District judge disappointed Rifle ranter won’t enter plea
A Ninth District judge indicated disappointment that a Rifle woman accused of yelling at two Spanish-speaking women in a racially charged rant at a Rifle grocery story will not have to enter a plea.
Garfield County Judge Jonathan Potosky said at a hearing in the case Wednesday he would have liked to see Linda Dwire, who was charged with misdemeanor racial-motivated harassment enter a guilty plea of some kind of condition of having her case diverted.
The charge results from an incident at the Rifle City Market in October — part of which was caught on video by a bystander and went viral on the internet — where Dwire allegedly was yelling at two women for speaking in Spanish.
The diversion program was at the discretion of prosecutors, and it was not in his power to compel a plea, Pototsky said.
The point of the diversion program is to divert the case away from the court, and the court has no way to stop it. Pototsky said that, personally, he thought there should be a guilty plea, even if it was based on a deferred judgment.
“That’s not my call to make,” Pototsky said.
“I think it’s a bad situation all the way around,” Pototsky said to Dwire in court, adding that the victims did not deserve the alleged harassment. “You had no business being in their space, basically,” Pototsky said.
The diversion program will run until Dec. 4, 2019, at which point Dwire could petition to seal the case.
The Oct. 1 incident at City Market led to a viral video which has been watched millions of times. In the video, Kamira Trent is seen confronting Dwire.
According to the Rifle Police Department, Dwire allegedly approached two women, Isabel Nava Marin and Fabiola Velasquez, who were conversing in Spanish and asked them whether they lived in the country. Trent then stepped in to confront Dwire and can be heard in the video telling Dwire to “leave these women alone” and threatening to call the police.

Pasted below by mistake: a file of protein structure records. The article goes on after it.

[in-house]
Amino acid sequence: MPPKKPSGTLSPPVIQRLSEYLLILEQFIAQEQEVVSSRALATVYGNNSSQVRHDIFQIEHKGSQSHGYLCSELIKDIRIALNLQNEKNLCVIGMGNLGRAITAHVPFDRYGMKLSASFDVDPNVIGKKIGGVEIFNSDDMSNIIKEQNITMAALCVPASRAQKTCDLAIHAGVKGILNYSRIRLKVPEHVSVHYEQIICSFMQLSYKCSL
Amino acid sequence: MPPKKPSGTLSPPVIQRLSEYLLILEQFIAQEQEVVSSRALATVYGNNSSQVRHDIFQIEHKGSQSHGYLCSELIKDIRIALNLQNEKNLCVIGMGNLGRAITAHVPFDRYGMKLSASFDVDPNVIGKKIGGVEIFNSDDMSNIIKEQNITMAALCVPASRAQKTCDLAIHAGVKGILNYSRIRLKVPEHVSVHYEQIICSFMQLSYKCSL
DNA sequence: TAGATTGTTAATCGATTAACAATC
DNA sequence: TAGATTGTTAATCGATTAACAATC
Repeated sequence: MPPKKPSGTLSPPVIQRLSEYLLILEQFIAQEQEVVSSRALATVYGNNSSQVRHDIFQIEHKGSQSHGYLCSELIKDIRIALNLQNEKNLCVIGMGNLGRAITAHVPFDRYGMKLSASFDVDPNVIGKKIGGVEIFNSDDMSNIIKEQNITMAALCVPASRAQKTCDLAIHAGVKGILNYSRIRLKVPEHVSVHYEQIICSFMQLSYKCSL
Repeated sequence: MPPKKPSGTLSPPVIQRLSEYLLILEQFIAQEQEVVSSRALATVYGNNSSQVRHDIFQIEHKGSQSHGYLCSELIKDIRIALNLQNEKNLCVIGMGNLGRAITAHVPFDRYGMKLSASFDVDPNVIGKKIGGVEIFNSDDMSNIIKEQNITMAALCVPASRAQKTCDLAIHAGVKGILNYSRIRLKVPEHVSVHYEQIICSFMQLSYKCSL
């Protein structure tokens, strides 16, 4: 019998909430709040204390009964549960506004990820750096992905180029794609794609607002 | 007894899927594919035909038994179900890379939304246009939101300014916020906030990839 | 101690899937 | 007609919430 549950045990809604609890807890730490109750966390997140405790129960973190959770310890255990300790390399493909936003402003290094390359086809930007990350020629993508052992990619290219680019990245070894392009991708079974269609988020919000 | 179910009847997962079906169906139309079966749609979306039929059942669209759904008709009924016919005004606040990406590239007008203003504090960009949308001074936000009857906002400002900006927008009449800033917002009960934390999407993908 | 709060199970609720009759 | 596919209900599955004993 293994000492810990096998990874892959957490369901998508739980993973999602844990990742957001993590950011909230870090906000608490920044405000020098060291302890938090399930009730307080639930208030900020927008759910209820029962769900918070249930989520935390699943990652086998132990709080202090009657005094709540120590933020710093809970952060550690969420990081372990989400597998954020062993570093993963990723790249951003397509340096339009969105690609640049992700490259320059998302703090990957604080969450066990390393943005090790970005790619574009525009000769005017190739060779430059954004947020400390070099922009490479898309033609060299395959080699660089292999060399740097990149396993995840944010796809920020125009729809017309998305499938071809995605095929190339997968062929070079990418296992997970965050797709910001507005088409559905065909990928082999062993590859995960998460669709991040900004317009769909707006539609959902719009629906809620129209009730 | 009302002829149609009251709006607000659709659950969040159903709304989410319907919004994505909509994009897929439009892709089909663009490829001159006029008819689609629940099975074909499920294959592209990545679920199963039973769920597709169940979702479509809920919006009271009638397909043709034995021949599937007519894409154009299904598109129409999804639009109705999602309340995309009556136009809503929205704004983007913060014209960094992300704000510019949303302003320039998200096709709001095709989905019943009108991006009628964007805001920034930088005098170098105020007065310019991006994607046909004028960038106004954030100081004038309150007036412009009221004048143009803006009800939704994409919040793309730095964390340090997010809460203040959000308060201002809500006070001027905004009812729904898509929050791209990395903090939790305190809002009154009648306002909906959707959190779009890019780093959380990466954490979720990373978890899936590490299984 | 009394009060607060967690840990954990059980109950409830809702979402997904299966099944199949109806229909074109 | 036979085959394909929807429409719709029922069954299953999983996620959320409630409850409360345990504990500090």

Dwire told an officer after she was briefly handcuffed that she told two women to speak English and be “American,” according to a police affidavit.
Prosecutors informed the court of Dwire’s agreement to join a diversion program at a November hearing.
Trent, Marin and Velasquez, along with other family members of the alleged victims, visited the court Wednesday to observe the proceedings. Some expressed disappointment that Dwire would not have to plead guilty to any charges.
“I wish the judge were able to sentence her today,” Trent said in a brief interview.
Trent said she has little expectation that Dwire’s opinion will change in the course of the mediated justice program. At the very least, Dwire should learn “that she has to keep her mouth shut,” Trent said. “Harassment is not acceptable.”
Dwire will pay fines directly to the District Attorney’s office, since it will be in charge of conducting the restorative justice program.
The program will consist of “restorative justice circle,” expected to include the women allegedly harassed by Dwire and others involved in the incident. Dwire will also take an anger management class, must complete community service, and will not be allowed to consume or possess drugs or alcohol. She is also not allowed to possess firearms, weapons or ammunition.
In a previous interview, Dwire said she looked forward to making an effort in the diversion program.
“I’m going to go through this program with an open mind. I’m going to put everything I can into it to make it positive and make it better,” Dwire said at the time.
“Even in the situation that I’m in now, I can learn something from it, and I will come out a better person for it. I will learn a lot of good things from it.”
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Grace Wesseling is an animal lover, a cheerleader of seven years and another soon-to-be graduate of Bridges High School, class of 2021.